Jillian Huntley, who is exploring the use of new X-ray technology in analysing the composition of ochre pigments used on ancient art and artefacts, has won a prize at the University of New England for an essay on her work.
The Charles Ede Essay Prize is an annual prize for an essay by a student at UNE about – or inspired by – exhibits in UNE’s Museum of Antiquities. Ms Huntley’s essay discusses the potential of X-ray fluorescence spectrometry for examining pigments decorating objects in the museum.
Archaeology & Palaeoanthropology at UNE acquired a portable Bruker X-ray fluorescence (PXRF) instrument (pictured here) at the end of 2008. The instrument – which has applications in many fields of research – enables archaeologists to analyse the elemental composition of ancient artefacts without destroying the material being examined.
Ms Huntley’s essay has close links with the doctoral research she is undertaking as part of a multidisciplinary team examining the rock art of the Kimberley region of Western Australia. This major project, funded by the Australian Research Council and led by Mike Morwood (a Visiting Professor at UNE) and UNE’s Dr June Ross, is titled “Change and continuity: archaeology and art in the North Kimberley, North-west Australia”.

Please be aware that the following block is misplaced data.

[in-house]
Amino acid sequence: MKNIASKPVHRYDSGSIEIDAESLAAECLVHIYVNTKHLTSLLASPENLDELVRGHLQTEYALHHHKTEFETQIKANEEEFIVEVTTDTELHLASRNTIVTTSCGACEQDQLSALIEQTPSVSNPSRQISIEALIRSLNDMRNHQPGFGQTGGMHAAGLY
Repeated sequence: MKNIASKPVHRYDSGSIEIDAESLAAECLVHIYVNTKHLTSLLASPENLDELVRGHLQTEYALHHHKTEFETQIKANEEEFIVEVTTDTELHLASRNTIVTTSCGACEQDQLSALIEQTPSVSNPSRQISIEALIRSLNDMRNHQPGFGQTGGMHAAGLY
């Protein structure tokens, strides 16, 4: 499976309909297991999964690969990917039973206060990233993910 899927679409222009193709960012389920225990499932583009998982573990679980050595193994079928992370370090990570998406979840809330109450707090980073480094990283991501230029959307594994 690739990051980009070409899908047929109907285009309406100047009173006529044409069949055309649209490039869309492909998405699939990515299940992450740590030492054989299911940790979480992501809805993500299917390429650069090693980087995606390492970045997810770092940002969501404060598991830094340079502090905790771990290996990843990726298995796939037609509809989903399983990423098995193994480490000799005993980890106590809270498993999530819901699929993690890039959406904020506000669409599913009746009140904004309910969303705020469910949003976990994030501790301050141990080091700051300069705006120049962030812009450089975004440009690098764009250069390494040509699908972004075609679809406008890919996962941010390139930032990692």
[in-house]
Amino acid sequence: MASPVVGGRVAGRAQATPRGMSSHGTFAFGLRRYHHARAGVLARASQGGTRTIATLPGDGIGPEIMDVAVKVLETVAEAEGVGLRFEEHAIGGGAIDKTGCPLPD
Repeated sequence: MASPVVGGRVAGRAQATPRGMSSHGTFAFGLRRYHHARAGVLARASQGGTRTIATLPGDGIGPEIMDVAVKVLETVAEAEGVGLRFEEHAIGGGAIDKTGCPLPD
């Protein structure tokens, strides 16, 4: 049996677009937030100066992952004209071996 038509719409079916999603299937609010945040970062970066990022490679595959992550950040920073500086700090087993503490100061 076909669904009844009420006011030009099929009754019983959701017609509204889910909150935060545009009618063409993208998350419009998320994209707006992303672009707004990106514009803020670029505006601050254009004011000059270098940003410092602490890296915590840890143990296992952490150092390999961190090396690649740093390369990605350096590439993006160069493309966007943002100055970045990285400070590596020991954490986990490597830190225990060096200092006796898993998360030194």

“The research program aims to explain specific changes in the human occupation of the region in relation to climate change, internal social processes, outside contact, and other possible factors,” Ms Huntley said. “It involves the excavation of selected sites, the examination and close description of rock art sites, the application of absolute dating techniques, archaeometric analysis of rock art and pigments, the collection of ethnographic information about the sites, and the development of an electronic archive of recorded sites.”
“My archaeometric work with the pigments of the Kimberley will build on previous work I’ve done on the rock art of the Sydney Basin,” she explained. “I’m excited to be among the first archaeologists in the country to explore the possibilities of PXRF, which enables a wholly non-destructive geochemical analysis that may unlock secrets encoded in the pigments used to create Kimberley rock art millennia ago.”
The Ede Prize, awarded annually by the UNE Museum of Antiquities Committee, is donated by the London-based antiquities dealer James Ede in honour of his father Charles Ede, who began the firm’s long association with the museum. Comprising both cash and a book prize, it has a total value of $500.
THE PHOTOGRAPH displayed here expands to show Jillian Huntley demonstrating the use of the PXRF instrument.